Davies A, Kemp AES, Pike J. 2009 Late Cretaceous seasonal ocean variability from the Arctic. Nature 460, 254–258. (doi:10.1038/nature08141) Crossref, PubMed, ISIGoogle Scholar
  • 23
    Liu K. 2009 Oxygen and carbon isotope analysis of the Mooreville Chalk and late Santonian-early Campanian sea level and sea surface temperature changes, northeastern Gulf of Mexico U.S.A. Cretaceous Res. 30, 980–990. (doi:10.1016/j.cretres.2009.02.008) Crossref, ISIGoogle Scholar
  • 24
    Wolfe JA, Upchurch GR. 1987 North American nonmarine climates and vegetation during the Late Cretaceous. Palaeogeogr. Palaeoclimatol. Palaeoecol. 61, 33–77. (doi:10.1016/0031-0182(87)90040-X) Crossref, ISIGoogle Scholar
  • 25
    Spicer RA, Herman AB. 2010 The Late Cretaceous environment of the Arctic: a quantitative reassessment based on plant fossils. Palaeogeogr. Palaeoclimatol. Palaeoecol. 295, 423–442. (doi:10.1016/j.palaeo.2010.02.025) Crossref, ISIGoogle Scholar
  • 26
    Falcon-Lang HJ, MacRae RA, Csank AZ. 2004 Palaeoecology of Late Cretaceous polar vegetation preserved in the Hansen Point Volcanics, NW Ellesmere Island, Canada. Palaeogeogr. Palaeoclimatol. Palaeoecol. 212, 45–64. (doi:10.1016/j.palaeo.2004.05.016) Crossref, ISIGoogle Scholar
  • 27
    Ricqles A, de Meunier FJ, Castanet J, Francillon-Viellot H. 1991 Comparative microstructure of bone. In Bone (ed. Hall BK), pp. 1–78. Boca Raton, FL: CRC Press. Google Scholar
  • 28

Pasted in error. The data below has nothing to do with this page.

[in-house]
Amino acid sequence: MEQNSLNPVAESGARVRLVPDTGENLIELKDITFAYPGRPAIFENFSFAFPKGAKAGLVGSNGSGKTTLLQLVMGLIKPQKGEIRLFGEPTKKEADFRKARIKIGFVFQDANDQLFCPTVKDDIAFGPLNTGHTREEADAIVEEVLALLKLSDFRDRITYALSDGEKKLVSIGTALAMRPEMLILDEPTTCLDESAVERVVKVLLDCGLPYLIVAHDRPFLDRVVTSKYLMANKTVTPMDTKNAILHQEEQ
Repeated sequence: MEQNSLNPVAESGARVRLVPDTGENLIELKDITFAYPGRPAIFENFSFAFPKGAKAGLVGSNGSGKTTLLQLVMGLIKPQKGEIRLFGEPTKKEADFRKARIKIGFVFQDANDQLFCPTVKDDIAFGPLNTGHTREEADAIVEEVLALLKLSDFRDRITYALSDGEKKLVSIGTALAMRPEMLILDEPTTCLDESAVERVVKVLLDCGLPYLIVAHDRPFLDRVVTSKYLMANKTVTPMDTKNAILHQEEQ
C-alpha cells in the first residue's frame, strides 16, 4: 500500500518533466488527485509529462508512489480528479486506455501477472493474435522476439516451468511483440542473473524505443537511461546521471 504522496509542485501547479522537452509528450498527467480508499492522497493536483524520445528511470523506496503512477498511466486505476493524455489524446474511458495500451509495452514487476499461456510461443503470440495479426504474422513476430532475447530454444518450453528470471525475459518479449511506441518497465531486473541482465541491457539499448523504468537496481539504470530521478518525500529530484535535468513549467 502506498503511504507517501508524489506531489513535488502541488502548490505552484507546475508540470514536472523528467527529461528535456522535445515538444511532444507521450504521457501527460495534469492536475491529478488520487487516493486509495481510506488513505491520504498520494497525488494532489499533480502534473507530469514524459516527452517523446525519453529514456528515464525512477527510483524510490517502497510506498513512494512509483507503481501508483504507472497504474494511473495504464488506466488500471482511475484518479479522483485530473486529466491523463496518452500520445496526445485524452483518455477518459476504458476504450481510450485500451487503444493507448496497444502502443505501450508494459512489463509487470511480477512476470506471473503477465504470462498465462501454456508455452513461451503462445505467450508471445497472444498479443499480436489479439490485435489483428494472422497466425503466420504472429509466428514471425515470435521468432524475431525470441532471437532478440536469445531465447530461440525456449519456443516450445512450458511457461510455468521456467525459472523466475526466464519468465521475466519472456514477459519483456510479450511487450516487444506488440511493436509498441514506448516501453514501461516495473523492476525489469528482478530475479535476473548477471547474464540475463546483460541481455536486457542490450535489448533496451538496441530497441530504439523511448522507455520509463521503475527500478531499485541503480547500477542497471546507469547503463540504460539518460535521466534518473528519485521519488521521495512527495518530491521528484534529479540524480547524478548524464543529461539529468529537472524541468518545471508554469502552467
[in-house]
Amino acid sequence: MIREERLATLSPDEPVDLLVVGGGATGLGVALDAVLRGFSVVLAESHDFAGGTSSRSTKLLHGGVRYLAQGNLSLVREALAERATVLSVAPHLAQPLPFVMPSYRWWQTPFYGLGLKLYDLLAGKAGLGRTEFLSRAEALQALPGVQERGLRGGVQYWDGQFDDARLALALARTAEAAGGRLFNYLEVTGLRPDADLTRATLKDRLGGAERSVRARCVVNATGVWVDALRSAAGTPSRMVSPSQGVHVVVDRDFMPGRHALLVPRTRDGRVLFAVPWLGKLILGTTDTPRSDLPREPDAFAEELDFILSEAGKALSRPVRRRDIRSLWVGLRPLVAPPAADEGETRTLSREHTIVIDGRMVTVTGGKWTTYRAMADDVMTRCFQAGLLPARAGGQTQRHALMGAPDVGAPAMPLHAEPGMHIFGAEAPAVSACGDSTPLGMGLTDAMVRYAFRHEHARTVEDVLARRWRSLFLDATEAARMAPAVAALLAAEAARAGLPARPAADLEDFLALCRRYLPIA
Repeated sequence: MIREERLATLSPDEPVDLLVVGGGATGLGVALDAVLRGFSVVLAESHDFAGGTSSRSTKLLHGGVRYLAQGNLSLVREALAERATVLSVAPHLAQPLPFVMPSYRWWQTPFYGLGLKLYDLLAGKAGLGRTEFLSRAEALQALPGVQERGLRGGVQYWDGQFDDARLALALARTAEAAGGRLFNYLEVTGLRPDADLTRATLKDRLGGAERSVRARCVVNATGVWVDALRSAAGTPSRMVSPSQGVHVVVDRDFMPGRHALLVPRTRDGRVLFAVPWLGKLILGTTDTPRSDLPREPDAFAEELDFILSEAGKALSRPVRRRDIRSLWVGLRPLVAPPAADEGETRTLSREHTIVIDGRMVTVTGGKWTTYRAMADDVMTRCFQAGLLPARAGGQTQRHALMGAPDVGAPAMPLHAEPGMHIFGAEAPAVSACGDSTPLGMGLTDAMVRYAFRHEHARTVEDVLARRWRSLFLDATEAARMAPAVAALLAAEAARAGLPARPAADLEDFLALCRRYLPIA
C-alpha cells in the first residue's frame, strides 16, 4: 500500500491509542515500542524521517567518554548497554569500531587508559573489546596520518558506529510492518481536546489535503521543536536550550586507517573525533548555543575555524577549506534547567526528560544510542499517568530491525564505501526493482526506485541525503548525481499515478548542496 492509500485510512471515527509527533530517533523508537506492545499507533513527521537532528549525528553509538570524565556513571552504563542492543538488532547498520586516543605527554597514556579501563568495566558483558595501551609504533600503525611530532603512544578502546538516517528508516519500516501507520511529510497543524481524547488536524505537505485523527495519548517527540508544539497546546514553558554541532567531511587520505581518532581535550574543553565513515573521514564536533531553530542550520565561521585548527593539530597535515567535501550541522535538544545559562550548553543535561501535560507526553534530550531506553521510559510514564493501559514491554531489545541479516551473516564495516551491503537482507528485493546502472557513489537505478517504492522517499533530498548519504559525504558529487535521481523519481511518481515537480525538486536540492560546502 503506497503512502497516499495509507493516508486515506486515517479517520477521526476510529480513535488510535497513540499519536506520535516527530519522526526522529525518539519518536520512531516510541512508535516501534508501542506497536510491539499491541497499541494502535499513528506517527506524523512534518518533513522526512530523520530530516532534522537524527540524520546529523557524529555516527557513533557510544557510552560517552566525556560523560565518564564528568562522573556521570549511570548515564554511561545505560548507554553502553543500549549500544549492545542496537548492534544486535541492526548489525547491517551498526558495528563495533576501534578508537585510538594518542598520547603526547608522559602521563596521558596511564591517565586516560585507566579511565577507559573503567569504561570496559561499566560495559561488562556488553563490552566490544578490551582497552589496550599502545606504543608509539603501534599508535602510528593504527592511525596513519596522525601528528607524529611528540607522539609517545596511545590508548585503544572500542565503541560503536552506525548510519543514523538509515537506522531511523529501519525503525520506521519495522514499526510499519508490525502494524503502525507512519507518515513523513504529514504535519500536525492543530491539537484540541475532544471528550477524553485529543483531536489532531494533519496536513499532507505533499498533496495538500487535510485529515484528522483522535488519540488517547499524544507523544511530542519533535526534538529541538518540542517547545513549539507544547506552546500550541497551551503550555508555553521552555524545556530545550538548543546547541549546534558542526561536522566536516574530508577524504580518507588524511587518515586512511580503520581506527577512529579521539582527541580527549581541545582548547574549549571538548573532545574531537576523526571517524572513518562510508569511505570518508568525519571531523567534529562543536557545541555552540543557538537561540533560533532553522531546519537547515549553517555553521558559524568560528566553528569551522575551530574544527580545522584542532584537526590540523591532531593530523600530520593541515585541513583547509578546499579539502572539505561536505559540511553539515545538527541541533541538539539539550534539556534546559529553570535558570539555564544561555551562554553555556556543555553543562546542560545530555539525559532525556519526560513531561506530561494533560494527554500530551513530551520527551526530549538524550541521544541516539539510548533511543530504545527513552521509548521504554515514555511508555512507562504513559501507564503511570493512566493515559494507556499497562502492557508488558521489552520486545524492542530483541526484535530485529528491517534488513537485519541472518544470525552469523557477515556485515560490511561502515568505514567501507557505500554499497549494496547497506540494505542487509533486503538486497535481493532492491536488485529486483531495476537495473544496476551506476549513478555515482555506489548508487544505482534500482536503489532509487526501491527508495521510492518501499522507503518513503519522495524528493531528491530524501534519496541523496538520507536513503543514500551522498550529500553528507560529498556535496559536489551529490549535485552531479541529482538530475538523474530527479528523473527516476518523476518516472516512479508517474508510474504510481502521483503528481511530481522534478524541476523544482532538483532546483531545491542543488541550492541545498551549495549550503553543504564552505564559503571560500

Castanet J, Francillon-Viellot H, Meunier FJ, de Ricqles AJ. 1993 Bone and individual aging. In Bone: bone growth (ed. Hall BK), pp. 245–283. Boca Raton, FL: CRC Press. Google Scholar
  • 29
    Chinsamy-Turan A. 2005 The microstructure of dinosaur bone: deciphering biology with fine-scale techniques. Baltimore, MD: JHU Press. Google Scholar
  • 30
    Lee AH, Huttenlocker AK, Padian K, Woodward HN. 2013 Analysis of growth rates. In Bone histology of fossil tetrapods: advancing methods, analysis, and interpretation (eds Padian K, Lamm E-T), pp. 217–252. Berkeley, CA: University of California Press. Google Scholar
  • 31
    De Margerie E, Robin J-P, Verrier D, Cubo J, Groscolas R, Castanet J. 2004 Assessing a relationship between bone microstructure and growth rate: a fluorescent labelling study in the king penguin chick. J. Exp. Biol. 207, 869–879. (doi:10.1242/jeb.00841) Crossref, PubMed, ISIGoogle Scholar
  • 32
    De Margerie E, Cubo J, Castanet J. 2002 Bone typology and growth rate: testing and quantifying ‘Amprino's rule’ in the mallard (Anas platyrhynchos). C. R. Biol. 325, 221–230. (doi:10.1016/S1631-0691(02)01429-4) Crossref, PubMed, ISIGoogle Scholar
  • 33
    Werning S. 2012 The ontogenetic osteohistology of?. Tenontosaurus tilletti. 7, 33539. (doi:10.1371/journal.pone.0033539) Google Scholar
  • 34
    De Ricqlès AJ. 1976 On bone histology of fossil and living reptiles, with comments on its functional and evolutionary significance. In Morphology and biology of reptiles (ed. d'A Bellairs A), pp. 123–150. London, UK: Academic Press. Google Scholar
  • 35
    Woodward HN, Padian K, Lee AH. 2013 Skeletochronology. In Bone histology of fossil tetrapods: advancing methods, analysis, and interpretation (eds Padian K, Lamm E-T), pp. 195–216. Berkeley, CA: University of California Press. Google Scholar
  • 36
    Chinsamy A, Rich T, Vickers-Rich P. 1998 Polar dinosaur bone histology. J. Vert. Paleontol. 18, 385–390. (doi:10.1080/02724634.1998.10011066) Crossref, ISIGoogle Scholar
  • 37
    Chinsamy A, Thomas DB, Tumarkin-Deratzian AR, Fiorillo AR. 2012 Hadrosaurs were perennial polar residents. Anat. Rec. 295, 610–615. (doi:10.1002/ar.22428) CrossrefGoogle Scholar
  • 38